USS Gonzalez, Moroccan Navy Steam Together for Exercise
Story Number: NNS050430-04
Release Date: 4/30/2005 9:22:00 AM
By Journalist 2nd Class (SW) Robert Keilman, USS Kearsarge Expeditionary Strike Group Public Affairs
ABOARD USS GONZALEZ, At Sea (NNS) -- The guided-missile destroyer USS Gonzalez (DDG 66) completed a combined international exercise with Hassan II (FFL 612) and Muhammed V (FFL 611) of the Moroccan Navy April 3-5.
The exercise was designed to promote cooperation and cultural exchange between the United States and Moroccan navies. A follow-on exercise is scheduled to include the Tunisian navy.
“The exercise is essentially for us to enhance our military-to-military relationships with countries from the Northern African region,” said Cmdr. Jeffrey Griffin, Gonzalez’ commanding officer. “It’s been some time since we had the opportunity to work closely with these countries’ navies. This was an opportunity to refresh that type of relationship, and get the navies of our countries together to go out and do some basic exercises.”
Gonzalez conducted the exercise with the two Moroccan Floreal-class frigates off the coast of Morocco.
“We started off by joining them in a ship formation,” explained Griffin. “We then sent two of our officers over to the Hassan II by rigid hull inflatable boat and they sent us one of their officers, a chief petty officer and a petty officer.
“We conducted several maneuvers with them, as well as an underway replenishment exercise by using a light line transfer," Griffin said. "Their ships don’t have the capabilities to refuel each other, but they can pass cargo among themselves using a light line.”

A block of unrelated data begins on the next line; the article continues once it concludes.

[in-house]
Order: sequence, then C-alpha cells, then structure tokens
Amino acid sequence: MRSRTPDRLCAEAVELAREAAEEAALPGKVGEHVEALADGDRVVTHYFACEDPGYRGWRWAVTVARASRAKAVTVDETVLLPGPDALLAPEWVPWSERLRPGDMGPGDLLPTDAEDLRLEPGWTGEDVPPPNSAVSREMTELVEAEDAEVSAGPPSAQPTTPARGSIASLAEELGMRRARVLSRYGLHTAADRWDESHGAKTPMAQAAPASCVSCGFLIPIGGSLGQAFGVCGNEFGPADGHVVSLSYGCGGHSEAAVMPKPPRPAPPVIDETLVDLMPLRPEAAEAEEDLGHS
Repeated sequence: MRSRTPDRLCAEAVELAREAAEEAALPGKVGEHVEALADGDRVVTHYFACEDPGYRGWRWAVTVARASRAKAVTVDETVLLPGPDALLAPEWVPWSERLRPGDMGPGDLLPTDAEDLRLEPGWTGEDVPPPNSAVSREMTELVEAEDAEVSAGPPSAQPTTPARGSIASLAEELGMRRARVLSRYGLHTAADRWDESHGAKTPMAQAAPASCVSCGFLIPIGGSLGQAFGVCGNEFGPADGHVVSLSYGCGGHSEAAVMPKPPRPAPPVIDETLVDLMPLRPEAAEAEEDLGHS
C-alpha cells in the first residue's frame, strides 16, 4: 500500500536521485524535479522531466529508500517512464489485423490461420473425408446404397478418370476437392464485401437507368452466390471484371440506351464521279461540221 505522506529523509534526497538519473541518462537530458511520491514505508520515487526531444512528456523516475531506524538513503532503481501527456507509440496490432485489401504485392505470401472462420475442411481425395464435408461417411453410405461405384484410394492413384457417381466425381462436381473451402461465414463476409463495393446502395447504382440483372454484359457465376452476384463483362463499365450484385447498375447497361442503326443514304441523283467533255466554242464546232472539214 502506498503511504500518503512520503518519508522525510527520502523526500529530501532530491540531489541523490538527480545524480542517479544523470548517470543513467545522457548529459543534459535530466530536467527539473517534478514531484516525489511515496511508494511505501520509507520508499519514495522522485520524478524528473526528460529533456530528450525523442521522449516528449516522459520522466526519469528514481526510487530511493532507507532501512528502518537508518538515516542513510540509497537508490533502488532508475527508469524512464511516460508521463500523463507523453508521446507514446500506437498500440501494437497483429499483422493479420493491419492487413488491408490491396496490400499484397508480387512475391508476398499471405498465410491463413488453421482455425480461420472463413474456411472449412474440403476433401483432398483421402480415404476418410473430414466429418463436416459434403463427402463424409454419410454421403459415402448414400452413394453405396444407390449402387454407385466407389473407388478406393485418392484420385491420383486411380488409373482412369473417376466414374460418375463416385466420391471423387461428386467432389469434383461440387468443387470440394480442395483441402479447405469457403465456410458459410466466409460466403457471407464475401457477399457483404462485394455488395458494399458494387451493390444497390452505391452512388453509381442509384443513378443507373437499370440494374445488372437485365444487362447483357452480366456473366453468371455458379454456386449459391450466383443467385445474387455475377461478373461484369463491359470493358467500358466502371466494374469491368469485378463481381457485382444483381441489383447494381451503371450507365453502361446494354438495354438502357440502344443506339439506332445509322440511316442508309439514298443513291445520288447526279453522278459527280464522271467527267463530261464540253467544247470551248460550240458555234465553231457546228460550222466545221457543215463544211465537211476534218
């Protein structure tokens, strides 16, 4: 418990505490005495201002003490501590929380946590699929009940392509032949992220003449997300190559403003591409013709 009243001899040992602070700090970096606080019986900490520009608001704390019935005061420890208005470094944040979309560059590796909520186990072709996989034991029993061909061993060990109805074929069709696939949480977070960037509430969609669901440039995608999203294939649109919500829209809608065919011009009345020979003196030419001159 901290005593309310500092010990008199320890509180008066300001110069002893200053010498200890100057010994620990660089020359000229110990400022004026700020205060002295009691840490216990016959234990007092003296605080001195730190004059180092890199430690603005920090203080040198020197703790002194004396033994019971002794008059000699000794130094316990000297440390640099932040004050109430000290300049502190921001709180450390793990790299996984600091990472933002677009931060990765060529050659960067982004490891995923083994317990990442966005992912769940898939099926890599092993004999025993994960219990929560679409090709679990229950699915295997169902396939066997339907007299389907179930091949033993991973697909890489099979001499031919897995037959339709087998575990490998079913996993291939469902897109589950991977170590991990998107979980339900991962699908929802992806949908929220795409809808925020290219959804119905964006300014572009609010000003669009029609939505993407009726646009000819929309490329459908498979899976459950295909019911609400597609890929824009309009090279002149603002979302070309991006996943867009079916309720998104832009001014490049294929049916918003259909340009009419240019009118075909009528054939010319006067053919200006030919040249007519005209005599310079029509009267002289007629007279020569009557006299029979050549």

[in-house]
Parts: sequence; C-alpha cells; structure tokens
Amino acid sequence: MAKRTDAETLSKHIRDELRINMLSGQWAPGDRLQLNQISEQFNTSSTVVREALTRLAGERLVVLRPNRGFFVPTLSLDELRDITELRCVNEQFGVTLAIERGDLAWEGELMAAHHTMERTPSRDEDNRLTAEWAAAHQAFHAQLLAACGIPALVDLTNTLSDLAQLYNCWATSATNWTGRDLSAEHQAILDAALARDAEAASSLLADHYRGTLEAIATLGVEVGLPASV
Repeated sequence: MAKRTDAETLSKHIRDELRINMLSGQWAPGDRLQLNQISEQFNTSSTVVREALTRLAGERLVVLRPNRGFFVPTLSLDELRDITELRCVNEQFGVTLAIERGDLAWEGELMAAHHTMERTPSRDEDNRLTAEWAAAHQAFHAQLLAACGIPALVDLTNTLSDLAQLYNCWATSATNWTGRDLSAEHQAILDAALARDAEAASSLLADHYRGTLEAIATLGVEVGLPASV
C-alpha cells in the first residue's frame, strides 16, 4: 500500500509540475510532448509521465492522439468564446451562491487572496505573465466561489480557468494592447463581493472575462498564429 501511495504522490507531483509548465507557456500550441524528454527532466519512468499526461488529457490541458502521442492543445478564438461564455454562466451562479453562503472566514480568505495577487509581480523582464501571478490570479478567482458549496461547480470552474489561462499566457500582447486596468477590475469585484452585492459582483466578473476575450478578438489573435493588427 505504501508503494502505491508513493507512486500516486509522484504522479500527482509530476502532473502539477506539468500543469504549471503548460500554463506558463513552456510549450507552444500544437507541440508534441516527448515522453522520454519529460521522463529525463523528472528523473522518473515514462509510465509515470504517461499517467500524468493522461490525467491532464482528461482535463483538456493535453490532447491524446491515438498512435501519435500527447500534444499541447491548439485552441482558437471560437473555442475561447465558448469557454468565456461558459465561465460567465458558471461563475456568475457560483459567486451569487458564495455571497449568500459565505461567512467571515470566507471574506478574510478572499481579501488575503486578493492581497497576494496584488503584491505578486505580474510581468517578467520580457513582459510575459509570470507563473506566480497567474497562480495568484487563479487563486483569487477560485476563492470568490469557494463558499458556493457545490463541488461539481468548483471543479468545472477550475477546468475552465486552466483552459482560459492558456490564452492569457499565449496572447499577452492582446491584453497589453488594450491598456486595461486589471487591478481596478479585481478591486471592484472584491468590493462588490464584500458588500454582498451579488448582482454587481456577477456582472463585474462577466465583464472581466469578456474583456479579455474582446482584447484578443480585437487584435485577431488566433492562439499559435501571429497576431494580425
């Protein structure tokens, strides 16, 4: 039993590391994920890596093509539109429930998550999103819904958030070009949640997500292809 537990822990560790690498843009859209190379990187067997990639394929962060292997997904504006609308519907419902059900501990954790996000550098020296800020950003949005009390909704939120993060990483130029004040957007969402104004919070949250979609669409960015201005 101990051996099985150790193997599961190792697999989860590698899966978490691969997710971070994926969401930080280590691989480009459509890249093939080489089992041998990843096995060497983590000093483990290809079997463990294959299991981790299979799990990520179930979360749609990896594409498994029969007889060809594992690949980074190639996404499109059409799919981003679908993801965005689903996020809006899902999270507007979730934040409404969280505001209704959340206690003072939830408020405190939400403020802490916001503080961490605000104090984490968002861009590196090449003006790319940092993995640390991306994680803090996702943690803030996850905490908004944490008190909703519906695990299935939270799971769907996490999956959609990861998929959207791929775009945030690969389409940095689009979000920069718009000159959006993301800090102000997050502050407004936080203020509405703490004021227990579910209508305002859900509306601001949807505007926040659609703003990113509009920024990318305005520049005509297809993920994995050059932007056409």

On the light line was a small bag filled with small gifts of appreciation, such as hats, gift coins and Gonzalez logo pins.
Griffin added that Gonzalez conducted a second small boat transfer to recover their officers, as well as to return Hassan II’s crew members. After the recovery, Gonzalez assigned each of the Moroccan ships a search and rescue exercise where they recovered a downed pilot.
“This is just the first phase,” said Lt. Ben Vaughan, Gonzalez’ operations officer. “The next phase will involve another strike group next summer. The U.S. Navy hopes to expand these cooperative exercises next year with the Moroccan and other North African nations.”
“I think the exercise went great. I was very happy,” said Griffin. “I had never worked with Morocco before, so I didn’t know what to expect. Everything went very smoothly.”
Gonzalez is currently on its scheduled deployment with the Kearsarge Expeditionary Strike Group in support of the global war on terrorism. As a participant in the Navy’s Sea Swap Program, the ship will stay deployed on station for 18 months, while the crew will serve for approximately six months. After the crew is relieved, they will fly back to the United States and be reassigned to another ship.
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